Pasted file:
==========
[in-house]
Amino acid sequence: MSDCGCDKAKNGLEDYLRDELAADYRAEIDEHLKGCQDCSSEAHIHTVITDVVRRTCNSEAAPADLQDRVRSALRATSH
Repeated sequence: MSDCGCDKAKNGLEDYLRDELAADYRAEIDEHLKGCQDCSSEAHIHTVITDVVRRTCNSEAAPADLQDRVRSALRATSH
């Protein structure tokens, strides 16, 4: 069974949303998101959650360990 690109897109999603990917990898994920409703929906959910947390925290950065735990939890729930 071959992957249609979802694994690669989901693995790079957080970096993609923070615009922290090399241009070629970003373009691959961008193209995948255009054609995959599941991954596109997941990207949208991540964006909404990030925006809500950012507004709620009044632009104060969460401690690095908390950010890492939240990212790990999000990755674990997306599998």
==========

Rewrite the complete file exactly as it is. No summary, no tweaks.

[in-house]
Amino acid sequence: MSDCGCDKAKNGLEDYLRDELAADYRAEIDEHLKGCQDCSSEAHIHTVITDVVRRTCNSEAAPADLQDRVRSALRATSH
Repeated sequence: MSDCGCDKAKNGLEDYLRDELAADYRAEIDEHLKGCQDCSSEAHIHTVITDVVRRTCNSEAAPADLQDRVRSALRATSH
């Protein structure tokens, strides 16, 4: 069974949303998101959650360990 690109897109999603990917990898994920409703929906959910947390925290950065735990939890729930 071959992957249609979802694994690669989901693995790079957080970096993609923070615009922290090399241009070629970003373009691959961008193209995948255009054609995959599941991954596109997941990207949208991540964006909404990030925006809500950012507004709620009044632009104060969460401690690095908390950010890492939240990212790990999000990755674990997306599998």